Friday, June 22, 2012

Hidden London - London's Secret Gardens

For one special June weekend every year, London's private garden squares are opened up to the public. With 1 ticket you get a pass into 208 gardens. There's a comprehensive website (see below) with details of what's where so that you can plan your route which would be essential in such a huge, sprawling city. In my central West area of Kensington, Chelsea and Notting Hill we have the largest concentration of private, communal gardens. I'm fortunate enough to have a key to one of the very finest.

Last weekend was Edwardes Square's 200th birthday. We went to an afternoon tea:

and picked up our copy of a new book detailing the garden's history. I knew the artistic and literary connections were plentiful, but was staggered to discover quite how many of the greats have passed this way. There's a particularly strong children's literature thread. Not only with the most popular children's book series ever - via our immediate, publicity sensitive, neighbour who's never there - but also Peter Pan (George du Maurier, Daphne's grandad, lived at No. 12) and Alice In Wonderland. George du Maurier's daughter Sylvia was the mother of the children befriended in the park by J M Barrie: Jack, George, Nicholas, Peter and - Michael. Later, in the same house, lived fantasy and fairy story author George MacDonald mentor of C S Lewis, Lewis Carroll and hugely admired by Tolkein and Mark Twain amongst many others.
George MacDonald
There's a photo in the book of Lewis Carroll with George, his wife and children in the garden of No. 12. After getting the thumbs up from George's children, Lewis Carroll submitted Alice's Adventures In Wonderland to Macmillan - who lived a few doors away at number 19! Then we had Mrs Inchbald at No. 4, whose play features heavily in Jane Austen's Mansfield Park; and this, from Virginia Woolf:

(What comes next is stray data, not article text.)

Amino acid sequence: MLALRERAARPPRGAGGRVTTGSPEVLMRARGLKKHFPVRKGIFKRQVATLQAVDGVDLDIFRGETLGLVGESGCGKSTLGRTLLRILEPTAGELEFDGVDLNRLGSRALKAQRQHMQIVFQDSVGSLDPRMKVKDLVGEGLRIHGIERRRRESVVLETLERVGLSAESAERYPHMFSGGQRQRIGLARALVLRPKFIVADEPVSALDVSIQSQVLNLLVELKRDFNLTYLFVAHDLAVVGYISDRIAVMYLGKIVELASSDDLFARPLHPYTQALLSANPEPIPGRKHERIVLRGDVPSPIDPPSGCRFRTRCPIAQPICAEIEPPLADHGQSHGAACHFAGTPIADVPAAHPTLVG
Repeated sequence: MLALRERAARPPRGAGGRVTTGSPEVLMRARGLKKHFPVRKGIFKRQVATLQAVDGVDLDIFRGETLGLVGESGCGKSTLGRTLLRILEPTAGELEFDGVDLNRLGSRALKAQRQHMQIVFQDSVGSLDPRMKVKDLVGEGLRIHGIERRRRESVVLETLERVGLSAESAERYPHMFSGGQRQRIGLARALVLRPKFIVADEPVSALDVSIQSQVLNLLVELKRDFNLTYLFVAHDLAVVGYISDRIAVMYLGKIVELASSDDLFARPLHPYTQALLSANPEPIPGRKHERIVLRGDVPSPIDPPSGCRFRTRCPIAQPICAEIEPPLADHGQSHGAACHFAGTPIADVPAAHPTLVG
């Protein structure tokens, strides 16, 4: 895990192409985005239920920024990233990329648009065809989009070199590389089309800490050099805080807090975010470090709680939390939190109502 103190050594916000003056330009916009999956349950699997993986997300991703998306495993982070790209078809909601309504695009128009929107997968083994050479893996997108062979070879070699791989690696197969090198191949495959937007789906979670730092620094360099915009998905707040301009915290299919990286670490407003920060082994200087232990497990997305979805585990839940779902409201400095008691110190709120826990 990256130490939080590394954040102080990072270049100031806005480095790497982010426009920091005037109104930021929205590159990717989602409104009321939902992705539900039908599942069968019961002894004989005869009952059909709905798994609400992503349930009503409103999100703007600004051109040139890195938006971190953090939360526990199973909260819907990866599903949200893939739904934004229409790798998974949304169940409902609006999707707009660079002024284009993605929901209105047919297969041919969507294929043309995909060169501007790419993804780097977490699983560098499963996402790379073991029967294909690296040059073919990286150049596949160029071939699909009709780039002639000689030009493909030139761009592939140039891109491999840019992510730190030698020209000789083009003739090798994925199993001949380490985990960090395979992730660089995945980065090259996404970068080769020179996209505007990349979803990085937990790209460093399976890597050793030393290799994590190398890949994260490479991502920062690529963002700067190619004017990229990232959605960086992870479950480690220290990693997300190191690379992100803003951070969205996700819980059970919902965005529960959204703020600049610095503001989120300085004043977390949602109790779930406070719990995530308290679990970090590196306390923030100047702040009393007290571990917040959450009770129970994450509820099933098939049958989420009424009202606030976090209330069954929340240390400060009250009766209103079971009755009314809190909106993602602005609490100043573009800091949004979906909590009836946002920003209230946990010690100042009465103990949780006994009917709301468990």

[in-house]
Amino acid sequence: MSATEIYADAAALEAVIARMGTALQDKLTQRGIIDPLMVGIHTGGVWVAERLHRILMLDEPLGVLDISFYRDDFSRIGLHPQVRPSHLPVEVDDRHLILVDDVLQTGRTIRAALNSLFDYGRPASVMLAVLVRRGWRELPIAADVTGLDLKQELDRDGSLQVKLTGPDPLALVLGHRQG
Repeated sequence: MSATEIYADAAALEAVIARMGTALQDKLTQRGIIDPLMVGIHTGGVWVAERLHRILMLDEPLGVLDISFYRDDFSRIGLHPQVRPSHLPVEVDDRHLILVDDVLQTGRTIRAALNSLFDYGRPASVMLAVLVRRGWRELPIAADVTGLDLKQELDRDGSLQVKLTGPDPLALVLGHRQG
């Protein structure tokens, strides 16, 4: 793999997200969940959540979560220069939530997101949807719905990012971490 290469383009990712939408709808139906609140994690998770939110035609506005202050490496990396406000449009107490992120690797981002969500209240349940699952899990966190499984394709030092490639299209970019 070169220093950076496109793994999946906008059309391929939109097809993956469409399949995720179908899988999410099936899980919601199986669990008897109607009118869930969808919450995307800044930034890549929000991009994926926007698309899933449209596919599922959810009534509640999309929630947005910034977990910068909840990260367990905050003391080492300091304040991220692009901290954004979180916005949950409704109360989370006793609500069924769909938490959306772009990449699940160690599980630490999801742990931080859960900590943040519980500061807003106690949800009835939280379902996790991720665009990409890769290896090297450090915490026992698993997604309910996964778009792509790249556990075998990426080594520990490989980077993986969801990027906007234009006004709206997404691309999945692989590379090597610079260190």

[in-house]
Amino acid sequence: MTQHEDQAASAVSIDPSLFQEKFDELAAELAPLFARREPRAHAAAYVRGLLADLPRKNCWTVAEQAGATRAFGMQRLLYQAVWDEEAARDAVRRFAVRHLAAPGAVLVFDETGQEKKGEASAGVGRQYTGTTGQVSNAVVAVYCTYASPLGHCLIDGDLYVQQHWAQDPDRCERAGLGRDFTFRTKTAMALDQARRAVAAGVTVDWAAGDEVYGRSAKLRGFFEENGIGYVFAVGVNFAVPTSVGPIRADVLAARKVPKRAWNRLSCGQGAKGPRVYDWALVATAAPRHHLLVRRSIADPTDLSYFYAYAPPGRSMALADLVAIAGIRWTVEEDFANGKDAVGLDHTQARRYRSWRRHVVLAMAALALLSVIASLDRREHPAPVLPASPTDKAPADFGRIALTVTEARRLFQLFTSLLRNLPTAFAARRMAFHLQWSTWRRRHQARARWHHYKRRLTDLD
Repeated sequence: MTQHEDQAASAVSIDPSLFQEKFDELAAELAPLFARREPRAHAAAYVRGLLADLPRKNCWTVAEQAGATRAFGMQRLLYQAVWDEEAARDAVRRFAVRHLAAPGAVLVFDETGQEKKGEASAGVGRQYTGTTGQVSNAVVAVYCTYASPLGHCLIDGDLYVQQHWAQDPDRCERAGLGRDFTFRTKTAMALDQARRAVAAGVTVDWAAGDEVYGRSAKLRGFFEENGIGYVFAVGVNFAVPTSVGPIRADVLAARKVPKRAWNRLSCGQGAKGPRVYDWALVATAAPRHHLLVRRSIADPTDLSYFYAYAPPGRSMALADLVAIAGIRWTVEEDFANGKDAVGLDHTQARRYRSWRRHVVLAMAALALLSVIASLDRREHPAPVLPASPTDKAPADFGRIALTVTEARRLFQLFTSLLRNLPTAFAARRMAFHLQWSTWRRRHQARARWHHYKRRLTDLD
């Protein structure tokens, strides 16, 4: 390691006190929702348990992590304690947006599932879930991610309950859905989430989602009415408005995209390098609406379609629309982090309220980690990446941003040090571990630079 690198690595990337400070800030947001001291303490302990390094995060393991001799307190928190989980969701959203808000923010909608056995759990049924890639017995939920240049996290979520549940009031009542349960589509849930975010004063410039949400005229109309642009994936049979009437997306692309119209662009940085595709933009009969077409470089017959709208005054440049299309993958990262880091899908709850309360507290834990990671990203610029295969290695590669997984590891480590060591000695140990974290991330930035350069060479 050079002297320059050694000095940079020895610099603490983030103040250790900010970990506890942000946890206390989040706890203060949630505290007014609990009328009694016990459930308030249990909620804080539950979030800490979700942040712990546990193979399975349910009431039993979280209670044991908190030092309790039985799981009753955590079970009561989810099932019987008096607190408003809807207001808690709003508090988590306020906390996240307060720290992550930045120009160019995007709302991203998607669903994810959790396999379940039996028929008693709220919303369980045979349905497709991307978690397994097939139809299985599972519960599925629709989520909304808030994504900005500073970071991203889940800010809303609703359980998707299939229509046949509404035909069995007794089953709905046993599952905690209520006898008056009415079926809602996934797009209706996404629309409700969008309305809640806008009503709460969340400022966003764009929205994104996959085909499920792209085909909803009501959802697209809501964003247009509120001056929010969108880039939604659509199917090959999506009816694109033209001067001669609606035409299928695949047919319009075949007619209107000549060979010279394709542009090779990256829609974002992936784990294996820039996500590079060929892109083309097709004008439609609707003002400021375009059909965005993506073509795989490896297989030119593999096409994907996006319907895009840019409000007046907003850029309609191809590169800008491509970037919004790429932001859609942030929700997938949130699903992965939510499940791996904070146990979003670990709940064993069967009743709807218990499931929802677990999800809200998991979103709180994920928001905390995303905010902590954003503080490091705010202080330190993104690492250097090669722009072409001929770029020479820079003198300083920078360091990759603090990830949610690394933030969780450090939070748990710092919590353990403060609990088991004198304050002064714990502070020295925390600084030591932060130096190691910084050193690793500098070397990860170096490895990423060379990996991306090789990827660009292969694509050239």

"Lord David's party last night. Half across London to Edwardes Square. Very large, leafy, silent, Georgian, refined."

Pot displays by David, the resident gardener
I will stop there but the stories and connections do go on, and on. Just two more. William Pepys, a founding member of the Royal Society used to burn diamonds in the garden with his friend William Allen. It was they who proved that diamonds were pure carbon. And then James Leigh Hunt, visited by just about everybody - Byron, Shelley... I can't walk there now without a rush of all this new information bubbling up.

David's stupendous lawn-mowing on the croquet lawn - OMG could this have been THE Alice In Wonderland croquet lawn??

I do hope to take a step back from the digital world this summer. I want to sit on that bench with my writing pad and some George MacDonald on my Kindle.   

His children's fairy stories are out of copyright and available to download for free at the Gutenberg Project.  Then I'll get back to my half-completed children's fantasy perhaps! If we ever get a summer.